GANGES -- Janet Poole was raised as a Protestant and
considers herself a Christian. Recently, however, the 35-year-old has found herself heading East on her spiritual journey.
A few months ago, Poole, an administrative assistant from Naples, Fla., started exploring Hinduism, the world's third-largest religion behind Christianity and Islam and the dominant faith in India and Nepal.
"I'm just discovering all about it, and it's fascinating what I'm
learning," she says.
Poole hopes to find out even more about Hinduism, which its followers consider to be less a religion and more a way of life, during a three-day conference that begins Friday June 22-24 at the Vivekananda Monastery and Retreat.
The event, "Vedanta in the Third Millennium," is expected to attract about 500 people to Ganges, a village in southwestern Michigan about 90 miles from Chicago. Ganges was chosen as the monastery's site in the late 1960s because it shares its name with India's holy river.
"The idea of doing this conference is to make the people aware of their spiritual identity," says Swami Chidananda, leader of the
Vivekananda Vedanta Society of Chicago, which operates the monastery and is organizing the conference. "Once they become aware of their spiritual identity, they'll be really happy and peaceful in this life because people are always facing so many challenges."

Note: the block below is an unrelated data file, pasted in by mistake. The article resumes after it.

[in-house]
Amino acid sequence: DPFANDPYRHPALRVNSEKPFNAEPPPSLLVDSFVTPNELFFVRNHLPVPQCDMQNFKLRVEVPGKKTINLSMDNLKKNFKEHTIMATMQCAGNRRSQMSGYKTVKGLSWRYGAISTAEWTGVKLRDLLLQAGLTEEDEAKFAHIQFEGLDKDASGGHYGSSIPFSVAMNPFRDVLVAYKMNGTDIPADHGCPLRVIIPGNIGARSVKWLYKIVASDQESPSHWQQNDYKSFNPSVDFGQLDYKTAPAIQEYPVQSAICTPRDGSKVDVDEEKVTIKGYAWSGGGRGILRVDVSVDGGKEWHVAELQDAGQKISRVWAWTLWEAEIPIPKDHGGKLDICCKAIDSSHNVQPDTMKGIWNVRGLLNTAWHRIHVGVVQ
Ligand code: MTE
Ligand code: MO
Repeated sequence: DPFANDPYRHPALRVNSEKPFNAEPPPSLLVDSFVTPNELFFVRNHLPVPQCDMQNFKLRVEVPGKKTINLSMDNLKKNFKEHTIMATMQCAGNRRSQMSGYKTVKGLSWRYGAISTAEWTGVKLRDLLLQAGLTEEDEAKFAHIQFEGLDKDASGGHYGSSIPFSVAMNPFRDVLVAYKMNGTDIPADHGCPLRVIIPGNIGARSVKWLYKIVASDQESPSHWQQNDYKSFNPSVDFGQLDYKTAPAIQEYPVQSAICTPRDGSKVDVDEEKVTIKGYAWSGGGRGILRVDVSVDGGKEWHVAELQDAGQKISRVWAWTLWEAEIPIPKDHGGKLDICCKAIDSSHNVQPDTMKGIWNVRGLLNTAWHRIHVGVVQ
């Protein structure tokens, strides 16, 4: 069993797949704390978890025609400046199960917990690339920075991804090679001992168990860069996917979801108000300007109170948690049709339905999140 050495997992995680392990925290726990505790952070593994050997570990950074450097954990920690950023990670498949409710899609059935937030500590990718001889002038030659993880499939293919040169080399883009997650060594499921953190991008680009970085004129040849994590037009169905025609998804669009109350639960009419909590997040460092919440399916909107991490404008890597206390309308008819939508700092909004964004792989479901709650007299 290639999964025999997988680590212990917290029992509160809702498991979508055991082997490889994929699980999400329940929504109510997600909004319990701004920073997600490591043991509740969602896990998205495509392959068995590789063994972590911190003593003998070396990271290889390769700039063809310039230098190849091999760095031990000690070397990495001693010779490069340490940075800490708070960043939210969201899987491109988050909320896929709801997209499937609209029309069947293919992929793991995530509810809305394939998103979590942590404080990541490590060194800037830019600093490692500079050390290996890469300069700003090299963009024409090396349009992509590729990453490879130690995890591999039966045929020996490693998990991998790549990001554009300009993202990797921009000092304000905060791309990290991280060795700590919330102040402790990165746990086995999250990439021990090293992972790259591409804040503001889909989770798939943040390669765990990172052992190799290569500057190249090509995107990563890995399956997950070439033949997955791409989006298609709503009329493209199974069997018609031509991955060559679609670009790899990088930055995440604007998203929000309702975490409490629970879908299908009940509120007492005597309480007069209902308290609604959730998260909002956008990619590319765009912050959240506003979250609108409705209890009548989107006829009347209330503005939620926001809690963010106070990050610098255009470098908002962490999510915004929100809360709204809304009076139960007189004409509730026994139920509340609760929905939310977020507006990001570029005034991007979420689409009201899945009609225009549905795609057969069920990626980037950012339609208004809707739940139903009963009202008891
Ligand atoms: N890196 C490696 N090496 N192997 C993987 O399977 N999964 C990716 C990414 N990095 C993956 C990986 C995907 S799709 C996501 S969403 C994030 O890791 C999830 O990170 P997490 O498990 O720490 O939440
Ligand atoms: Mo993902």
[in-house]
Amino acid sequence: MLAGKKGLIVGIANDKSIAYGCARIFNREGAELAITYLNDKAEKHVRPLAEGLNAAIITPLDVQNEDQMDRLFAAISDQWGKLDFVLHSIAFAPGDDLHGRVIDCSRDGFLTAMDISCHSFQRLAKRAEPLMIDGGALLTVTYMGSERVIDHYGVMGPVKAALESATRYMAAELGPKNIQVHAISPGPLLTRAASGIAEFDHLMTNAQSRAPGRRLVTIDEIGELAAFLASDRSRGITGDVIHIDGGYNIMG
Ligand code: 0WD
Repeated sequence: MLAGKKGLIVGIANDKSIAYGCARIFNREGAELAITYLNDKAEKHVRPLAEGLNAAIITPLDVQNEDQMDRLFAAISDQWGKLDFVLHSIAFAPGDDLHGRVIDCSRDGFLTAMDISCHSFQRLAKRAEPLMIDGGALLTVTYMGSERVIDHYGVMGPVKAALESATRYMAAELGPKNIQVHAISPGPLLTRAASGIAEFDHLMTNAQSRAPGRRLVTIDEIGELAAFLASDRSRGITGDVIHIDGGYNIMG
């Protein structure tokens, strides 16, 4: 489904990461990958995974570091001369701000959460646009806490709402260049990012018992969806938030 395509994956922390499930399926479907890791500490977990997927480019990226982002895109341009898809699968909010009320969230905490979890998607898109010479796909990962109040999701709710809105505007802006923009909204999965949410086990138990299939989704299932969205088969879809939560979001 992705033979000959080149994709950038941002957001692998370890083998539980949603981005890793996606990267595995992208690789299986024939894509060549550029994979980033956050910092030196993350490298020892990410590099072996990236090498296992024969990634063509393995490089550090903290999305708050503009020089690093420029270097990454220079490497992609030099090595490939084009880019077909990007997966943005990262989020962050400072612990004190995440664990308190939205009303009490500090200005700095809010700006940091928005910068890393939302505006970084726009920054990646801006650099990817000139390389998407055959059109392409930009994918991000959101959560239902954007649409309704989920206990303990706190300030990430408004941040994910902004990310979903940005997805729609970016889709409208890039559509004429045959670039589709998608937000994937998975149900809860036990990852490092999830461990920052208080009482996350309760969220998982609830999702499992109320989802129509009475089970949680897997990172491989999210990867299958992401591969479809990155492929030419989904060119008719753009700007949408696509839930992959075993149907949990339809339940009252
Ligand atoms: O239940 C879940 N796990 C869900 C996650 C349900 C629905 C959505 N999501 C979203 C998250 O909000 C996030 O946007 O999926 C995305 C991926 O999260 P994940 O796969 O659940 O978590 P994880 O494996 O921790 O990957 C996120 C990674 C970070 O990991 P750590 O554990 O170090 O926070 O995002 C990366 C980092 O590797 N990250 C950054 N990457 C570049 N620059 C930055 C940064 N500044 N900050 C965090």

He says the event will focus on personal spiritual instruction and Vedanta, the philosophical foundation of Hinduism that essentially says all religions are one, all humans are potentially divine, and the aim of life is to realize that divinity through selfless work and devotion to God.
There are an estimated 813 million Hindus worldwide, including about 1 million in the United States, according to the World Christian Encyclopedia.
Many Hindus living in the United States are interested in what will happen at the Ganges event, says Lakshmana Rao, managing editor of the India Tribune. The English-language newspaper is published weekly in Chicago, New York and Atlanta.
"Indians here look at this conference as an important event because it sets the mood (for Hinduism) for the next millennium," Rao says.
The program will feature discussions, devotional music, cultural
events, a youth essay and periods of worship and meditation.
It should be one of the largest gatherings of swamis in U.S. history, says Frank Parlato, a Vedanta scholar and journalist who lives near Buffalo, N.Y.
Chidananda is one of 14 North American swamis -- Hindu monks and spiritual teachers of the highest standing -- scheduled to take part at the Ganges conference. Thirteen swamis from around the world attended a 1987 conference at the monastery.
"The Hindus feel ... that the presence of these people is enough to transform them," Parlato says.
Poole, who met Chidananda when she visited his Chicago ashram, or spiritual center, a few weeks ago, said "just being in his presence is uplifting."
"Everything that he spoke just rang true. There was nothing that I had any real difficulty believing or getting behind."
Parlato says many people find Hinduism appealing because it is "not a proselytizing religion. It is probably the only religion that has said it is never going outside its boundaries to convert. There is no
belief in its superiority. The Hindu always accept other religions as true."